Mr. D. E. Thomas (Merioneth) I am not sure whether I should apologise in advance to the Lord Privy Seal, because he will have to listen to me for a second successive evening. I hope that he will find my remarks about North America less controversial than those that I made last night about Central America.
I very much agree with the comments made by the hon. Member for Sevenoaks (Mr. Wolfson) and by other hon. Members. I am grateful to the hon. Gentleman for putting on record the forms of political and cultural autonomy that the Indian nations seek. I hope that his remarks will be heard by the Foreign and Commonwealth Office and by the various levels of government, federal and provincial, in Canada.
The hon. Member for Sevenoaks contrasted the two policies towards the Indian minority—that of assimilation, and that of self-determination. As a member of one minority—Plaid Cymru—showing solidarity with another, I am pleased to support the amendments. They seek to bring the Indian nations into constitutional dialogue with the federal and provincial Governments. They should be guaranteed a place at the constitutional conference and an opportunity to assent to any amendments made to the constitution. That is absolutely crucial to any notion of self-determination. The group concerned should have access and representation in constitutional terms and be able to express its own position. Its position and views should be binding and effective in any settlement. That is the historical position of the Indian communities within Canada.
The position of the Indian minority is similar to that of other minorities throughout the world. Indeed, the issue of minorities is one of the most pressing issues that face Governments throughout the world. It is an issue which Governments in Eastern Europe and the British State have had to face. The Lord Privy Seal is more experienced than most hon. Members in dealing with minorities within the British territories. I am certain that the sensitivities he has developed will be useful in the representations which I hope he will be prepared to make to the Canadian Government as a result of our debates.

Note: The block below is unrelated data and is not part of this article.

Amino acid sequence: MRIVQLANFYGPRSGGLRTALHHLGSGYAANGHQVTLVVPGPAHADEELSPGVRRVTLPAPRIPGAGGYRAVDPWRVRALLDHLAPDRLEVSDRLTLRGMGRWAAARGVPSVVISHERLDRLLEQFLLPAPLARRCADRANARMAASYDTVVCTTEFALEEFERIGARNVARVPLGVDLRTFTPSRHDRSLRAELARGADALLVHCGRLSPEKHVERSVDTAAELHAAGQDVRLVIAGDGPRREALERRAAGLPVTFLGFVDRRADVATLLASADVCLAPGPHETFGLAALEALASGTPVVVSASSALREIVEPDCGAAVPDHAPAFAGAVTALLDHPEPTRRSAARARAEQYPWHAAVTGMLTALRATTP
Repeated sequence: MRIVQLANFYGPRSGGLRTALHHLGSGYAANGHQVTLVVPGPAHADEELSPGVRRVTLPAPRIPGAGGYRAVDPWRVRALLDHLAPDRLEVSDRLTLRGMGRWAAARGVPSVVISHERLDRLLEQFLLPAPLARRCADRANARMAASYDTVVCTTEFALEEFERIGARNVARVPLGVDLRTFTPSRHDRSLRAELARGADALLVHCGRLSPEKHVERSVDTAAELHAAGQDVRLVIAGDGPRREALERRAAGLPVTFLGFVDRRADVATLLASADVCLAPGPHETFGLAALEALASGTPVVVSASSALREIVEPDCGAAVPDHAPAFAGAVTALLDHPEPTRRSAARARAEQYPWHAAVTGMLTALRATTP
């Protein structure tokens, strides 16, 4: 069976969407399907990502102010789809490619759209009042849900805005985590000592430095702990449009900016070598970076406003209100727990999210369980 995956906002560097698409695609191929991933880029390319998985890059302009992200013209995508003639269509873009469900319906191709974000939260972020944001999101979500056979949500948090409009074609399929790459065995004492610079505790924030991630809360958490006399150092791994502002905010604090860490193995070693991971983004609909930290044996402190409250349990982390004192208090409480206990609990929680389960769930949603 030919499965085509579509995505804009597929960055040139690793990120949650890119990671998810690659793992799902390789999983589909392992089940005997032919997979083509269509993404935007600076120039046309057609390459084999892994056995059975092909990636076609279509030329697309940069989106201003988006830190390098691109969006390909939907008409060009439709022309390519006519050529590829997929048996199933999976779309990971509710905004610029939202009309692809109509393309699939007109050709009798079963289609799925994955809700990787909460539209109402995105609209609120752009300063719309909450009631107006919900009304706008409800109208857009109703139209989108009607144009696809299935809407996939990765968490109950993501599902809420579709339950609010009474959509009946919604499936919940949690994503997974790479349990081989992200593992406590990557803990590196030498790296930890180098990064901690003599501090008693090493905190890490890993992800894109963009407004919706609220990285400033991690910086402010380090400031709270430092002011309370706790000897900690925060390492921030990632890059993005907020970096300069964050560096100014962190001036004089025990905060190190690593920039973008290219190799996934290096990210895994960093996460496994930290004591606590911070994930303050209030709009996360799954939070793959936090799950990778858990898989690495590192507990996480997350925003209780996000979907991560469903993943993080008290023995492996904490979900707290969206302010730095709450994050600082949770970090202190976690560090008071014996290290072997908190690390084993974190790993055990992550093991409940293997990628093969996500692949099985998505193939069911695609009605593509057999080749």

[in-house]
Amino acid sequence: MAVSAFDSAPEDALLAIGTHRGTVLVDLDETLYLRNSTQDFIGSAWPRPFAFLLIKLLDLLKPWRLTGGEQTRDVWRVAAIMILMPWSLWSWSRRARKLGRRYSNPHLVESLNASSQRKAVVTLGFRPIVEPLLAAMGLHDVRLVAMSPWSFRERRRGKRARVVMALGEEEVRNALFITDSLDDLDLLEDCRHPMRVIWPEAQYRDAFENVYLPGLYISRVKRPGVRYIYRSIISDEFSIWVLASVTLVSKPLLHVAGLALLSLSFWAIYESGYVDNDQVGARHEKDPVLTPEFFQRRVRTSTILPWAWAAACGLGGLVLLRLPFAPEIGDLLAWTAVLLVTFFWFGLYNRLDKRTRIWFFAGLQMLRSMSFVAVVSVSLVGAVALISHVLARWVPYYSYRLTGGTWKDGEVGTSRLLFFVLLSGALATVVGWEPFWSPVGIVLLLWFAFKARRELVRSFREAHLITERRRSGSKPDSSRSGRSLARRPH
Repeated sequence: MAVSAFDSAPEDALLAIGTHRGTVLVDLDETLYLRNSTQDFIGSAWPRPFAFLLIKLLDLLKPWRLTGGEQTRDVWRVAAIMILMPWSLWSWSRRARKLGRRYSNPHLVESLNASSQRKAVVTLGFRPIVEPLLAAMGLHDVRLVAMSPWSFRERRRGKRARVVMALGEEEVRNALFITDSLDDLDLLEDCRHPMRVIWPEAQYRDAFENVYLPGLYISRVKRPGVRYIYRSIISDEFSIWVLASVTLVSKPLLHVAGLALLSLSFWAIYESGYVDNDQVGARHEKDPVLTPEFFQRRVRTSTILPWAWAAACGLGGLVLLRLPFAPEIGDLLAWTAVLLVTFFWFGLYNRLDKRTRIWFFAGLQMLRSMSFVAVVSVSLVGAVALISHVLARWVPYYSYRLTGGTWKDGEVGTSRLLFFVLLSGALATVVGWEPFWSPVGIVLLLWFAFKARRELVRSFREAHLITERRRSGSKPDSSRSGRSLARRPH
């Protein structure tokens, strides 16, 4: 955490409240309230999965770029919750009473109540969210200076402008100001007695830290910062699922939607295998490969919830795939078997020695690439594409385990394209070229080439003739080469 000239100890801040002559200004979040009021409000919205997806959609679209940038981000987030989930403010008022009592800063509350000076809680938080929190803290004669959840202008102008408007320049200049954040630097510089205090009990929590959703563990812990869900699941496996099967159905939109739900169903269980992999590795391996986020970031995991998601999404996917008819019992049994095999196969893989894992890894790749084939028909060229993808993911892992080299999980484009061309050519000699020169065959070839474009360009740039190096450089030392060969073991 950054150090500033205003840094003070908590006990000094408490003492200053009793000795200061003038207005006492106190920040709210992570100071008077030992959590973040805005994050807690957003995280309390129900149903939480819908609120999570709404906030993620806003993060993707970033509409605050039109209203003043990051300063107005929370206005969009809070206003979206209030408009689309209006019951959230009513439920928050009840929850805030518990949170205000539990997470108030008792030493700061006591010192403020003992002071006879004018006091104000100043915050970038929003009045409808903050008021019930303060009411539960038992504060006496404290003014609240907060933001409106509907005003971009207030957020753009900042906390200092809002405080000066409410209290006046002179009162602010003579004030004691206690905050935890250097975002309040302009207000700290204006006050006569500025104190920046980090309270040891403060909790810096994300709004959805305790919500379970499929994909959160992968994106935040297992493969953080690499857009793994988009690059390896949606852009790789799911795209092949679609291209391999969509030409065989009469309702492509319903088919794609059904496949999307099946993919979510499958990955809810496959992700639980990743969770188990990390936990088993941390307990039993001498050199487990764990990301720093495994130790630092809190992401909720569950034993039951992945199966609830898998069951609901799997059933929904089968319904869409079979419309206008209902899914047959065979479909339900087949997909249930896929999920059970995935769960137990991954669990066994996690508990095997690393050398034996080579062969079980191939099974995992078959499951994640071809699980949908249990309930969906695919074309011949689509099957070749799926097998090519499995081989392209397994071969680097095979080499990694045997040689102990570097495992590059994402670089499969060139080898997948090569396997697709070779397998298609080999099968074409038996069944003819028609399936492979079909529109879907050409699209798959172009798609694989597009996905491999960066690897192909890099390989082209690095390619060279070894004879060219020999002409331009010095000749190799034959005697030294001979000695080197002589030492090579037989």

The position of minorities has to be defined by the minorities themselves and by the majority within a given territory which has a minority within it. I hope that these remarks will not be regarded as being out of order. They relate specifically to the political structures proposed in the amendments. The position of the minority has to be guaranteed in political terms. That is what the amendment s seek to do. There must be a cultural dimension. However, there must also be an economic dimension. That is where the various arguments advanced by the Indian peoples coalesce. They are economic arguments for rights. They are ecological arguments for rights to land and the Indians’ 333 particular relationship with their land. They are also cultural arguments, for, in order to survive, a minority group must have a cultural base. They may be newly arrived minority groups—so-called immigrants—in a community where they form ethnic minority groups. They must have their institutions. They must also have an economic base within society.